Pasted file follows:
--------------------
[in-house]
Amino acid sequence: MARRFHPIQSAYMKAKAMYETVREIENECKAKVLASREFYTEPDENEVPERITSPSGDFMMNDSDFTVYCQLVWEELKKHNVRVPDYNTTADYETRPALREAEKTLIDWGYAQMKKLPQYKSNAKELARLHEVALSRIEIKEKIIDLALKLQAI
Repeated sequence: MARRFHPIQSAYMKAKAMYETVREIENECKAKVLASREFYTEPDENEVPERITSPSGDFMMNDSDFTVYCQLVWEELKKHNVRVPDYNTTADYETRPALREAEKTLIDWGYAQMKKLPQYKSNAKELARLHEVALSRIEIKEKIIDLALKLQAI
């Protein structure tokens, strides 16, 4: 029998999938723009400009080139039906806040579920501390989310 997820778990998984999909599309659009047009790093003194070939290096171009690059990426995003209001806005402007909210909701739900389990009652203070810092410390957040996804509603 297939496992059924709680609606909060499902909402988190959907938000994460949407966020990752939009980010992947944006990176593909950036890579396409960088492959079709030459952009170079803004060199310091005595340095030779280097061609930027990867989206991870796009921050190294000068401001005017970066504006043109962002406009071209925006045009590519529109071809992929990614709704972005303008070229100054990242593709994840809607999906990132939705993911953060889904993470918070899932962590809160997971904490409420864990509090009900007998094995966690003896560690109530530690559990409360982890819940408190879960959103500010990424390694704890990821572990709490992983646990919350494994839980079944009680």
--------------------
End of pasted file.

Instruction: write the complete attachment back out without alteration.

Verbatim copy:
[in-house]
Amino acid sequence: MARRFHPIQSAYMKAKAMYETVREIENECKAKVLASREFYTEPDENEVPERITSPSGDFMMNDSDFTVYCQLVWEELKKHNVRVPDYNTTADYETRPALREAEKTLIDWGYAQMKKLPQYKSNAKELARLHEVALSRIEIKEKIIDLALKLQAI
Repeated sequence: MARRFHPIQSAYMKAKAMYETVREIENECKAKVLASREFYTEPDENEVPERITSPSGDFMMNDSDFTVYCQLVWEELKKHNVRVPDYNTTADYETRPALREAEKTLIDWGYAQMKKLPQYKSNAKELARLHEVALSRIEIKEKIIDLALKLQAI
């Protein structure tokens, strides 16, 4: 029998999938723009400009080139039906806040579920501390989310 997820778990998984999909599309659009047009790093003194070939290096171009690059990426995003209001806005402007909210909701739900389990009652203070810092410390957040996804509603 297939496992059924709680609606909060499902909402988190959907938000994460949407966020990752939009980010992947944006990176593909950036890579396409960088492959079709030459952009170079803004060199310091005595340095030779280097061609930027990867989206991870796009921050190294000068401001005017970066504006043109962002406009071209925006045009590519529109071809992929990614709704972005303008070229100054990242593709994840809607999906990132939705993911953060889904993470918070899932962590809160997971904490409420864990509090009900007998094995966690003896560690109530530690559990409360982890819940408190879960959103500010990424390694704890990821572990709490992983646990919350494994839980079944009680």